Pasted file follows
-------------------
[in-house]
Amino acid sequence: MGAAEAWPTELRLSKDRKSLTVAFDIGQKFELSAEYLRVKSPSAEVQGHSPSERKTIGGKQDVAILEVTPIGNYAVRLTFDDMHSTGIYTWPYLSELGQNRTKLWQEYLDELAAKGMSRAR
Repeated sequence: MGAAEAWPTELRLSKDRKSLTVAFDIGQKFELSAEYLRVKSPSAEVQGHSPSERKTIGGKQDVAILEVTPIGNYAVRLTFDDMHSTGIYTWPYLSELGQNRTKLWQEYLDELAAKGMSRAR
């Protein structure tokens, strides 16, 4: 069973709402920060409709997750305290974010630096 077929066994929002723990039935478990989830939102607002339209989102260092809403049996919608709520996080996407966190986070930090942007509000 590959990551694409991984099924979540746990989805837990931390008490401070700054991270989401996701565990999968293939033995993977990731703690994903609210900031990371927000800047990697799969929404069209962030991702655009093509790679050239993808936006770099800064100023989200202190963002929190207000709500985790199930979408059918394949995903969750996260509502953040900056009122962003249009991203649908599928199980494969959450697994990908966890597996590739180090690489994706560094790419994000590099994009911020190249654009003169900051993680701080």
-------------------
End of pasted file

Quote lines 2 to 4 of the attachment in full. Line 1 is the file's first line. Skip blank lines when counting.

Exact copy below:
Amino acid sequence: MGAAEAWPTELRLSKDRKSLTVAFDIGQKFELSAEYLRVKSPSAEVQGHSPSERKTIGGKQDVAILEVTPIGNYAVRLTFDDMHSTGIYTWPYLSELGQNRTKLWQEYLDELAAKGMSRAR
Repeated sequence: MGAAEAWPTELRLSKDRKSLTVAFDIGQKFELSAEYLRVKSPSAEVQGHSPSERKTIGGKQDVAILEVTPIGNYAVRLTFDDMHSTGIYTWPYLSELGQNRTKLWQEYLDELAAKGMSRAR
């Protein structure tokens, strides 16, 4: 069973709402920060409709997750305290974010630096 077929066994929002723990039935478990989830939102607002339209989102260092809403049996919608709520996080996407966190986070930090942007509000 590959990551694409991984099924979540746990989805837990931390008490401070700054991270989401996701565990999968293939033995993977990731703690994903609210900031990371927000800047990697799969929404069209962030991702655009093509790679050239993808936006770099800064100023989200202190963002929190207000709500985790199930979408059918394949995903969750996260509502953040900056009122962003249009991203649908599928199980494969959450697994990908966890597996590739180090690489994706560094790419994000590099994009911020190249654009003169900051993680701080």